17. 17. COMM3001 Case Studies in Communication Siti Aisyah Bagarib 20910329Government has introduced these measures to counter problems: Amidst increasing dissatisfaction from Singaporeans regarding effectiveness of foreign employment and immigration policies, political leaders have continued to defend the foreign talent policies as a matter of economic necessity. Nevertheless, the government has responded to public pressure and will moderate demand for foreign manpower. Singapores Ministry of Manpower has had to alter the inflow of foreigners into the workforce. The bar was raised for foreign workers wishing to attain Singapore work Visa. Measures such as increased qualifying salaries, tightened educational qualifications and Dependency Ratio Ceilings (DRC) for employment pass workers, has resulted in a 30% rejection of foreign work pass applications in the first 7 months of 2012. This is an increase from the 26% total rejected applications in 2011 (Ministry of Manpower 2012). The NPTD is also seeking feedback from the public on tackling marriage, parenthood, immigration and integration issues (National Population and Talent Division 2012). 17 Of 39
  18. 18. COMM3001 Case Studies in Communication Siti Aisyah Bagarib 20910329 Employee SatisfactionEmployee satisfaction is commonly measured by anonymous employee satisfaction surveysadministered to gauge employee satisfaction. The common facets of job satisfaction aresatisfaction with salary, promotion opportunities, relations with co-workers and supervisors andthe work itself (Smith, Kendall, & Hulin, 1969). Employee attitudes is positively associated withorganizational ethics and financial performance (Koh and Elfred). Employees would be morecommitted to an organization that satisfiy their needs (Steers 1977).Study: Reasons employers hire non-Singaporeans A survey done by JobStreet revealed that Singaporean employers prefer to hire non- Singaporeans because of their flexibility. Of the 200 employers surveyed, 40% said their main reason for hiring foreigners was because they are less particular with regards to time, job scope and location of workplace. This is the reason business owners like Wei Chan, who is the owner of a bakery, hires the maximum quota of foreigners that Singapore Labour law allows. 20% of employers surveyed also said that they thought foreigners were more skilled in certain areas of expertise. However, the vice president of Conrad and Ottess Private Asset Management Limited, a private asset management firm, responded that if other factors such qualifications, experience and attitude are taken into consideration, preference would be in favour of Singaporeans (Choo 2012). 18 Of 39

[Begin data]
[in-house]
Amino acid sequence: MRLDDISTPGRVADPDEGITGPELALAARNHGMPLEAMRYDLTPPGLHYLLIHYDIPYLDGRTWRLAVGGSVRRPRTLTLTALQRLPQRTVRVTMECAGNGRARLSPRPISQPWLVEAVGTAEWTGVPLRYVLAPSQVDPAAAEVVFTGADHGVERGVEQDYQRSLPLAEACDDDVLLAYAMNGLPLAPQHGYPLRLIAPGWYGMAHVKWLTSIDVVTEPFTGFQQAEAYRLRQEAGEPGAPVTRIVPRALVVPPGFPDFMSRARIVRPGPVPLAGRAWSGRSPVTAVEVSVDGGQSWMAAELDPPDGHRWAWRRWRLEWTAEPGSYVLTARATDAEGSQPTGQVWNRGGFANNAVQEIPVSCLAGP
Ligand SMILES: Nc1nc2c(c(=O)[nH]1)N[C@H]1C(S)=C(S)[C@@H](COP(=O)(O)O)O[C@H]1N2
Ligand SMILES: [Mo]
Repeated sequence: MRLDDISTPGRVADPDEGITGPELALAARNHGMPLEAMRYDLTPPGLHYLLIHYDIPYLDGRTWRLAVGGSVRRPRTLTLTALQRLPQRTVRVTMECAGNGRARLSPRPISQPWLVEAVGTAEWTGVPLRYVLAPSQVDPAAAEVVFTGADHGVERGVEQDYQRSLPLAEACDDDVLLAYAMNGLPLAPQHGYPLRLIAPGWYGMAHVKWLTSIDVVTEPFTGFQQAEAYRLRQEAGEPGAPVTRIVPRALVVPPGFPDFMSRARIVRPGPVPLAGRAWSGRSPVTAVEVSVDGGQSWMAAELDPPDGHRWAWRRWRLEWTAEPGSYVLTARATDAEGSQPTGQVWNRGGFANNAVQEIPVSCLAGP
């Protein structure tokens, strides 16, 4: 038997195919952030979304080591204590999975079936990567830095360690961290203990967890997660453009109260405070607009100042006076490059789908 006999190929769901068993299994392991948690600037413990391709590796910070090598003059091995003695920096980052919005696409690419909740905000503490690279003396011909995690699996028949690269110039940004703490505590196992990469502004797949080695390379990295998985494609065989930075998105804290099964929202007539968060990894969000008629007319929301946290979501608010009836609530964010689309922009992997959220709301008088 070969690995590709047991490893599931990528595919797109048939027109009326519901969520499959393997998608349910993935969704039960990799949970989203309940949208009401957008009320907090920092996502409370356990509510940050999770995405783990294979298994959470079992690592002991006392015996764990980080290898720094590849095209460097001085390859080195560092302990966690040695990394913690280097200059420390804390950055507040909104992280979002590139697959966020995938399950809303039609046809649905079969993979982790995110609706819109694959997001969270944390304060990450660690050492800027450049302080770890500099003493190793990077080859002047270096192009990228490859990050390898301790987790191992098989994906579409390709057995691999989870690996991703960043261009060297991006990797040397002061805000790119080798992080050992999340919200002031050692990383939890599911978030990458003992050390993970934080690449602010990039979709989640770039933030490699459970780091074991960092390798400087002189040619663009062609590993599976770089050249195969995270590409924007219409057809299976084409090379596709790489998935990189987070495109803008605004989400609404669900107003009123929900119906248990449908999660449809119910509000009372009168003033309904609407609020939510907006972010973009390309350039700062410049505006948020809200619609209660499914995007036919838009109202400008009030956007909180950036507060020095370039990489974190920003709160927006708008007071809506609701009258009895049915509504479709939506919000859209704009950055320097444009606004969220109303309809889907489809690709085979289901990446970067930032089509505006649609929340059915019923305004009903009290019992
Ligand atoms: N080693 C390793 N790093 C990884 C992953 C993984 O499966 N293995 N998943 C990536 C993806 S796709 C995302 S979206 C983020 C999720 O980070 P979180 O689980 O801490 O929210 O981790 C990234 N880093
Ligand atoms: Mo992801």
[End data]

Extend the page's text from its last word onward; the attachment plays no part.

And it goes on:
19. 19. COMM3001 Case Studies in Communication Siti Aisyah Bagarib 20910329 Employee Satisfaction SurveyThe employment satisfaction survey provides an preliminary examination on job satisfaction ofSingaporean employees. The purpose of the survey is to determine the existing levels and factorsaffecting job satisfaction among Singaporeans. In light of recent increased dissatisfaction andcomplains lodged by employees, it is worth taking a look into the issue to find out the underlyingcauses.In Stage 1 of the survey, respondents were asked to rate work attributes that are important tothem. They were asked to choose as many attributes as they found applicable from a list of 10 pre-listed attributes. Attributes listed in the questionnaire were mostly selected based on a 2011 WorkHappiness Indicator Report done by JobsCentral. A total of 2,384 working adults participated in the2011 Work Happiness Indicator Report, therefore results regarding the work attributes that areimportant is highly significant (JobsCentral 2011). The list of desirable work attributes used in thissurvey are advancement opportunities, appreciation of work done, bonus, challenge, interestingwork, job security, medical benefits, positive impact to society, good relations with colleagues,salary, work recognition, work-life balance.In Stage 2, a series of questions and statements was presented and respondents were asked to rateitems answered on a 5-point answer scale.Profile of Respondents45 anonymous respondents was needed for the survey. Respondents had to be Singaporeancitizens with some working experience. A minimum working experience criteria of three months is 19 Of 39